Rising costs force Bharatpur villagers to leave betel farming
Rising input costs and lack of technical support to fight crop diseases have forced many villagers in Rajasthan to give up betel farming and migrate to cities to work as daily wagers for a livingUpdated: Jul 05, 2017 20:39 IST
Farmers do not find betel cultivation lucrative anymore. Rising input costs and lack of technical support to fight crop diseases have forced many villagers in Rajasthan to give up betel farming and migrate to cities to work as daily wagers for a living.
People of Tamoli caste have been growing plants for hundreds of years at Khareri, Bagrain, Khankheda and Umrain villages in Bayana sub-division of Bharatpur district. Betel leaves are also produced in Masalpur, Uprera and Rathmora villages in Karauli district.
Betel leaves, called ‘paan’, are supplied from these villages to Delhi, Mumbai, Agra, Mathura, Aligarh, Varanasi and Bulandshahar. Known for good quality and taste, the leaves are also exported to Pakistan, Bangladesh and Arab countries.
“Betel leaves are sold in many cities through mediators in Delhi; we get ₹200 to ₹300 for each packet of 200 leaves,” said Daujiram Tamoli of Bagrain village.
Nearly 500 households of Tamoli caste have been involved in betel farming, but 50% of them left the cultivation after they failed to meet the costs, mainly for irrigation, and fight the leaf diseases. They said they did not get financial assistance from government.
“Our ancestors from Karauli started betel cultivation 900 years ago. Maximum farmers are now forced to leave the cultivation due to leaf diseases and for failing to afford farming costs,” Daujiram said.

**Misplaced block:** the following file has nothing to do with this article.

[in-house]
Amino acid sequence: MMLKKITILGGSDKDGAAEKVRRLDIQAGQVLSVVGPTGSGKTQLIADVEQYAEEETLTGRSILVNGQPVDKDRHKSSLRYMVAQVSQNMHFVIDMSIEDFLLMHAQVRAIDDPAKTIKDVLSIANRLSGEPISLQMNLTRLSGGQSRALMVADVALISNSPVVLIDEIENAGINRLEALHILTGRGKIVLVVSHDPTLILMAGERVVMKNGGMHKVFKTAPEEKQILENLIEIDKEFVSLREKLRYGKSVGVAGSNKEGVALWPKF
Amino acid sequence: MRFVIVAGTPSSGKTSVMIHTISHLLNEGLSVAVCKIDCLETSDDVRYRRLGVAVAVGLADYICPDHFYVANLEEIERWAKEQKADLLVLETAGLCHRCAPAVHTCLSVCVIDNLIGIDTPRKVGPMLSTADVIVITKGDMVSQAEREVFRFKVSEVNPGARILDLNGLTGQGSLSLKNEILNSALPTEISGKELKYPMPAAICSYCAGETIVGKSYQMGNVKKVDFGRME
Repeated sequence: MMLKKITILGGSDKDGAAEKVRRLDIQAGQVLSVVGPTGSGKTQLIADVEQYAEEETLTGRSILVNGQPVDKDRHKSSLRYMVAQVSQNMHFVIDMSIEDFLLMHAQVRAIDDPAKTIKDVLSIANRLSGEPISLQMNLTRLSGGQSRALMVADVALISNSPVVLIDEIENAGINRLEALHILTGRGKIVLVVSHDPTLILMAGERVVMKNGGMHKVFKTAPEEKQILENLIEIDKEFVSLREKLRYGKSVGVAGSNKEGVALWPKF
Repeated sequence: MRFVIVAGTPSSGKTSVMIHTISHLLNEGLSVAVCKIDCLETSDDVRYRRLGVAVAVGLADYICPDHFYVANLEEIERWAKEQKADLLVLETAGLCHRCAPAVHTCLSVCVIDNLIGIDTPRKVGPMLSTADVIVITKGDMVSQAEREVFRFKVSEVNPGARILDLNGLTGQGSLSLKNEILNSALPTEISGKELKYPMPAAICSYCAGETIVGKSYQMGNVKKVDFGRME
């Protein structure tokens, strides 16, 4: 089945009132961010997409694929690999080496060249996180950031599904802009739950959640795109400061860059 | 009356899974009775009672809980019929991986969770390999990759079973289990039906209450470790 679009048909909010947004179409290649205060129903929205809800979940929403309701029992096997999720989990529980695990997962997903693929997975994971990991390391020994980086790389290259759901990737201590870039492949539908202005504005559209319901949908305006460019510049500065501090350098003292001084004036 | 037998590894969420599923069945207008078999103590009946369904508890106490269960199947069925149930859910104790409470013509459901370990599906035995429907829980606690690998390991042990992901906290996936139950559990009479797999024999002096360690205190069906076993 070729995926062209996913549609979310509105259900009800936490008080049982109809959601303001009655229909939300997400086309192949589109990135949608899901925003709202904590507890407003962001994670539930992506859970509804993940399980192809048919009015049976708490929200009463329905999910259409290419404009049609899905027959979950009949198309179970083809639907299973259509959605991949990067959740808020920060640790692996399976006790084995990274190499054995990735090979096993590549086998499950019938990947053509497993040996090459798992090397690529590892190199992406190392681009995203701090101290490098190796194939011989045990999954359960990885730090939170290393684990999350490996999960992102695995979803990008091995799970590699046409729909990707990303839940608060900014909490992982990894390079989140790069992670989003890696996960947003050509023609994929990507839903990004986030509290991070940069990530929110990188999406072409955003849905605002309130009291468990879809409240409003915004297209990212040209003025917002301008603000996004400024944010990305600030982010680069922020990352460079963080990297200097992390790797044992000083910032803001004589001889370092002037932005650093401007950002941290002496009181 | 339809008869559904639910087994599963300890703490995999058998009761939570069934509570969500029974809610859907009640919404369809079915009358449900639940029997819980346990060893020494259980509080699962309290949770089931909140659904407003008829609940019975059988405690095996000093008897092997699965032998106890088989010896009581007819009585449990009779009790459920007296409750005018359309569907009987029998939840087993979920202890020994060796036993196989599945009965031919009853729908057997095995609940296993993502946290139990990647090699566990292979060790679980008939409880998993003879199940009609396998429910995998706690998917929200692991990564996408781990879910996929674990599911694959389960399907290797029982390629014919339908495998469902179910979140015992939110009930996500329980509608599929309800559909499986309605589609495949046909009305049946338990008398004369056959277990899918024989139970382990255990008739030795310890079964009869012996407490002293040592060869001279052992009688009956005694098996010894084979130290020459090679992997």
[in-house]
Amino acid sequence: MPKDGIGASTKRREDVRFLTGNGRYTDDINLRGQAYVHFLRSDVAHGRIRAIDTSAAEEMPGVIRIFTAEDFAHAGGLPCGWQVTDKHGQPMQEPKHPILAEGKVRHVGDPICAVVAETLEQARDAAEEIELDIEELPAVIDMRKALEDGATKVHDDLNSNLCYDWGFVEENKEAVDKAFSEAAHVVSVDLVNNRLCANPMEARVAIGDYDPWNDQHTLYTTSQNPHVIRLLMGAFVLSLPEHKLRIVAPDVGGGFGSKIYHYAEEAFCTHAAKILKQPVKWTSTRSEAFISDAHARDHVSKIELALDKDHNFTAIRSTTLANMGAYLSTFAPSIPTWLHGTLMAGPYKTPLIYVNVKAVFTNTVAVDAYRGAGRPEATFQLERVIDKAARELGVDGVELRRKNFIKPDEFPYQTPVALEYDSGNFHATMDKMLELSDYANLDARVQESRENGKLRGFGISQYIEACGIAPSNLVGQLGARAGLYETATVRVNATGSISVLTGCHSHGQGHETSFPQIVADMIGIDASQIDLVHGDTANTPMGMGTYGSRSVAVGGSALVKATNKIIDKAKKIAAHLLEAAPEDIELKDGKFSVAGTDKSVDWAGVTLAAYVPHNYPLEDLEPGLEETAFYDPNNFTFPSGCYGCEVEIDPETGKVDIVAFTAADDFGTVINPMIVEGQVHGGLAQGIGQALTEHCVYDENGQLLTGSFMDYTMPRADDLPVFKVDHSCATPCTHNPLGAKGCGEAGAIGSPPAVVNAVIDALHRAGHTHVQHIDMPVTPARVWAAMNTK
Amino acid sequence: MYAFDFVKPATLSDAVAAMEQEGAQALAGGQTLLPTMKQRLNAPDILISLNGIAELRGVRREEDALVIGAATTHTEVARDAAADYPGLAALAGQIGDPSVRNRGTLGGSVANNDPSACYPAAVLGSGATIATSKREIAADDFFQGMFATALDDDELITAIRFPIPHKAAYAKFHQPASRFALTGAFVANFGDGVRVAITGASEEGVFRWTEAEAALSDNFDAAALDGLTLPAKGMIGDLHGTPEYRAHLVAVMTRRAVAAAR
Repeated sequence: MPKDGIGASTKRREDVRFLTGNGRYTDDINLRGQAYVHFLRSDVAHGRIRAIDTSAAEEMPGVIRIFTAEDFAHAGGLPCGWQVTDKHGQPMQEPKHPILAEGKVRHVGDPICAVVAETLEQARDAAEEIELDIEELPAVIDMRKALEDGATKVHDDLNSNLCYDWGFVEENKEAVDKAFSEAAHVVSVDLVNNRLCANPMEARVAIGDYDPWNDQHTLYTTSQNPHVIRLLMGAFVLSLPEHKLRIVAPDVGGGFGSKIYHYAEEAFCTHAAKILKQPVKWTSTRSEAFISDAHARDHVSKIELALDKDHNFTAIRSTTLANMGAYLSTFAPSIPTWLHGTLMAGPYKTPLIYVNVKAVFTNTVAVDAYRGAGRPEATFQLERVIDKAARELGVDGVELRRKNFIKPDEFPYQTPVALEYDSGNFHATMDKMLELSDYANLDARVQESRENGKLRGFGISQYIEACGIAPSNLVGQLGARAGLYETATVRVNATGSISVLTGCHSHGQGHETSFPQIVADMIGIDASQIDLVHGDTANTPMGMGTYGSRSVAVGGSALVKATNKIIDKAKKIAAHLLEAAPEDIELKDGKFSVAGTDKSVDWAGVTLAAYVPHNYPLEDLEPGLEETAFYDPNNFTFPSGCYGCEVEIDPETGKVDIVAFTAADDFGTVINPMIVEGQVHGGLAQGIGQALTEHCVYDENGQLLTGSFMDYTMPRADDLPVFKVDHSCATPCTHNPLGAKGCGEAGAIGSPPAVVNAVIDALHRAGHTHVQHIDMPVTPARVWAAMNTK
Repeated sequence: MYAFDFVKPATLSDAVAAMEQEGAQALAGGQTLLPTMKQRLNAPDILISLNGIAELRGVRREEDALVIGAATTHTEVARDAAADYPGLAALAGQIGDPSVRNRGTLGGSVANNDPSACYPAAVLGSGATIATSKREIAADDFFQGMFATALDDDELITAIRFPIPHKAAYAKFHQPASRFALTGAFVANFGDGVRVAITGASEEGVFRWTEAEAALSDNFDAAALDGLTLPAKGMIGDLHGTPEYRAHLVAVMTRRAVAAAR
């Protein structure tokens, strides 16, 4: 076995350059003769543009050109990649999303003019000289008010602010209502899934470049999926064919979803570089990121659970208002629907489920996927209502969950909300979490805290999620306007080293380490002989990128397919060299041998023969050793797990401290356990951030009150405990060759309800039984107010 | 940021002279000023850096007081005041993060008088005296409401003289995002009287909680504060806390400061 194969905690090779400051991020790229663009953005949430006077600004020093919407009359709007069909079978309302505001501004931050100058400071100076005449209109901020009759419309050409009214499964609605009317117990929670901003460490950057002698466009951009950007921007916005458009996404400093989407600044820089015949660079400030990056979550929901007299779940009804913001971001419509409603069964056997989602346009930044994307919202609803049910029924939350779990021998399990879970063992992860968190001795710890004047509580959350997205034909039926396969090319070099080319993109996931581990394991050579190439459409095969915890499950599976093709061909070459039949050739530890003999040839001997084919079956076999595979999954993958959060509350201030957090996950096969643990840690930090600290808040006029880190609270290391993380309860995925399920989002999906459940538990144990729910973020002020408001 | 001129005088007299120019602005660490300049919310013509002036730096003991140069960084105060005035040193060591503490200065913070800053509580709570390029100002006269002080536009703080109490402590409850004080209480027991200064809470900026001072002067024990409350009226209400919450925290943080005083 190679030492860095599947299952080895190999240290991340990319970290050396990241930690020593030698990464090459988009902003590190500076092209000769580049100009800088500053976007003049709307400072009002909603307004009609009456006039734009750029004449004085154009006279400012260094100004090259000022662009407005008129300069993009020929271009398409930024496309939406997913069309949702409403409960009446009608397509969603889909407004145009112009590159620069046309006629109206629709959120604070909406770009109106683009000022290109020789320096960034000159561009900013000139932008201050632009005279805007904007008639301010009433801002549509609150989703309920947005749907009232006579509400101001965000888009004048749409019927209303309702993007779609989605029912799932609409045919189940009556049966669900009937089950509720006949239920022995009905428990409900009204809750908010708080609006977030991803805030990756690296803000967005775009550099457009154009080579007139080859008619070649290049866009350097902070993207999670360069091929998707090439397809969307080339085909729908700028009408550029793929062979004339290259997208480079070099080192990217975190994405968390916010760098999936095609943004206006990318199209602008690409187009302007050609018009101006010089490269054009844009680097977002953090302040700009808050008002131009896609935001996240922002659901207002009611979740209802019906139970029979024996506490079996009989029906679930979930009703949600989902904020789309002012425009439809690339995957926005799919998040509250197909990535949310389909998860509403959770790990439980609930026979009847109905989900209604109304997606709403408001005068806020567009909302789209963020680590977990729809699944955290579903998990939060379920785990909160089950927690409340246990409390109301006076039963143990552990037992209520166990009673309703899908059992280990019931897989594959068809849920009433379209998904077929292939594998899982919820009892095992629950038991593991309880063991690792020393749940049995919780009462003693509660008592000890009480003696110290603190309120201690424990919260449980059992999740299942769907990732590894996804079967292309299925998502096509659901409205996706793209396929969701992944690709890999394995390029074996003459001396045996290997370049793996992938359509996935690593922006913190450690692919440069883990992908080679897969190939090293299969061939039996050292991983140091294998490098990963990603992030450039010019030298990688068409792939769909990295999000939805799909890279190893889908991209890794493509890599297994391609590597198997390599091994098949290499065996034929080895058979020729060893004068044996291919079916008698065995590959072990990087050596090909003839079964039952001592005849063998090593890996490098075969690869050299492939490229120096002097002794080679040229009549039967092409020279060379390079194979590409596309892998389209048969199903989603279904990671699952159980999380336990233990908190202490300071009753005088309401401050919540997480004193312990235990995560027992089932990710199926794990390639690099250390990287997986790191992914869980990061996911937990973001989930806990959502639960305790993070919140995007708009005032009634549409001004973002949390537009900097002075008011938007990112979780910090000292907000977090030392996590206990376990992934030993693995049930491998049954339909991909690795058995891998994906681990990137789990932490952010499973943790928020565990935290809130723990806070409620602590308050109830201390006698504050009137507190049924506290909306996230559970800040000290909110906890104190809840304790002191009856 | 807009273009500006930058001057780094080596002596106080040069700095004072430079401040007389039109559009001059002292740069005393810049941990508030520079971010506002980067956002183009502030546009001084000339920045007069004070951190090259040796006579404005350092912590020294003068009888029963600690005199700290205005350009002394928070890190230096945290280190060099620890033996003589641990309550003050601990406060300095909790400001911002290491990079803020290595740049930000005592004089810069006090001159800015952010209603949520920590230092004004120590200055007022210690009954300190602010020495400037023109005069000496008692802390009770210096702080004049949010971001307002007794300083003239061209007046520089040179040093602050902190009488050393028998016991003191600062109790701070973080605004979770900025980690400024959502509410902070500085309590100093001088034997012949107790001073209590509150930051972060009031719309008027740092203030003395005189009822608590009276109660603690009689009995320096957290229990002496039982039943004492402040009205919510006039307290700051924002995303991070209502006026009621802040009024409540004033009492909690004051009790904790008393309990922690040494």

Most of the farmers are settled in Jaipur to earn a livelihood and support their families.
Betel leaves, once dubbed green gold, are used as chewing stimulants. They are widely used during religious events and festivals.
Artificial blocks (bereja) are constructed with bricks to grow betel vines. Blocks are necessary to control temperature and protect leaves from direct sunlight and fog. Betel needs moderate temperature and is vulnerable to weather changes.
About 250 households cultivated betel leaves at Khareri, 60 at Bagrain, and 40 at Khankheda. They faced leaf diseases in 2003. The diseases continued to damage leaves till 2012, but officials did not provide expert advice, farmers said. They said they did not get loans to develop farming.
Betel plants are grown in April and leaves are plucked from July first week. Leaves grow in a plant for five years.
Betel farming needs regular irrigation -- five times a day; leaves are covered with clothes to protect them from sunlight. Each farmer uses nearly 8 acres of land to grow betel leaves and he can earn ₹2-3 lakh in a year from this cultivated area.
Palmolive and mustard oil, milk, curd, flour and turmeric powder are put in plant roots to produce high-quality green leaves.
Women also collect leaves and then clean them for sale. “We have adopted Khareri village to help out Tamoli caste people who grew betel leaves. A sum of ₹4 lakh was provided as bank loan to women who participate in betel farming,” said Sitaram Gupta, director of Lupin Human Welfare and Research Foundation.
“The foundation is committed to providing education and medical help for their children.”
He said, “Betel farmers face natural calamity and need crop insurance. After betel leaves start smelling, snakes come to betel fields. Farmers work with fear of snakes.”